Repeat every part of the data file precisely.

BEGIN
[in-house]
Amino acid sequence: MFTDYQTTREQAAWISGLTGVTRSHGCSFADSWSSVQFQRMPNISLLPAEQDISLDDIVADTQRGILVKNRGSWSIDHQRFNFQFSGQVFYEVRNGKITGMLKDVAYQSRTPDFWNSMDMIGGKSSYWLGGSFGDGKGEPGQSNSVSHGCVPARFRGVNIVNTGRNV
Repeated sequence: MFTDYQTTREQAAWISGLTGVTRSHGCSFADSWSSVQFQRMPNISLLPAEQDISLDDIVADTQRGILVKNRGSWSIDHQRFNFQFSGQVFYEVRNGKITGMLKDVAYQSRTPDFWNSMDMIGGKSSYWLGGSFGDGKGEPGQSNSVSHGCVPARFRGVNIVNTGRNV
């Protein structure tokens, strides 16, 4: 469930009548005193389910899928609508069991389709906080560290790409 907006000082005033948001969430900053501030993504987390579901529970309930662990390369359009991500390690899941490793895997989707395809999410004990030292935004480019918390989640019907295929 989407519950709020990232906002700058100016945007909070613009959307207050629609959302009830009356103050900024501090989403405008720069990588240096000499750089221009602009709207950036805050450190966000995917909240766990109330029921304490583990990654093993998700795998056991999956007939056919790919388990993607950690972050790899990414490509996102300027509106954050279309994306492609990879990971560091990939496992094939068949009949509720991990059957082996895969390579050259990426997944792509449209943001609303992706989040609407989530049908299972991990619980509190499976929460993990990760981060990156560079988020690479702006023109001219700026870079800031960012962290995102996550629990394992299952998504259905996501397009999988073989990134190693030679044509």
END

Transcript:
[in-house]
Amino acid sequence: MFTDYQTTREQAAWISGLTGVTRSHGCSFADSWSSVQFQRMPNISLLPAEQDISLDDIVADTQRGILVKNRGSWSIDHQRFNFQFSGQVFYEVRNGKITGMLKDVAYQSRTPDFWNSMDMIGGKSSYWLGGSFGDGKGEPGQSNSVSHGCVPARFRGVNIVNTGRNV
Repeated sequence: MFTDYQTTREQAAWISGLTGVTRSHGCSFADSWSSVQFQRMPNISLLPAEQDISLDDIVADTQRGILVKNRGSWSIDHQRFNFQFSGQVFYEVRNGKITGMLKDVAYQSRTPDFWNSMDMIGGKSSYWLGGSFGDGKGEPGQSNSVSHGCVPARFRGVNIVNTGRNV
């Protein structure tokens, strides 16, 4: 469930009548005193389910899928609508069991389709906080560290790409 907006000082005033948001969430900053501030993504987390579901529970309930662990390369359009991500390690899941490793895997989707395809999410004990030292935004480019918390989640019907295929 989407519950709020990232906002700058100016945007909070613009959307207050629609959302009830009356103050900024501090989403405008720069990588240096000499750089221009602009709207950036805050450190966000995917909240766990109330029921304490583990990654093993998700795998056991999956007939056919790919388990993607950690972050790899990414490509996102300027509106954050279309994306492609990879990971560091990939496992094939068949009949509720991990059957082996895969390579050259990426997944792509449209943001609303992706989040609407989530049908299972991990619980509190499976929460993990990760981060990156560079988020690479702006023109001219700026870079800031960012962290995102996550629990394992299952998504259905996501397009999988073989990134190693030679044509």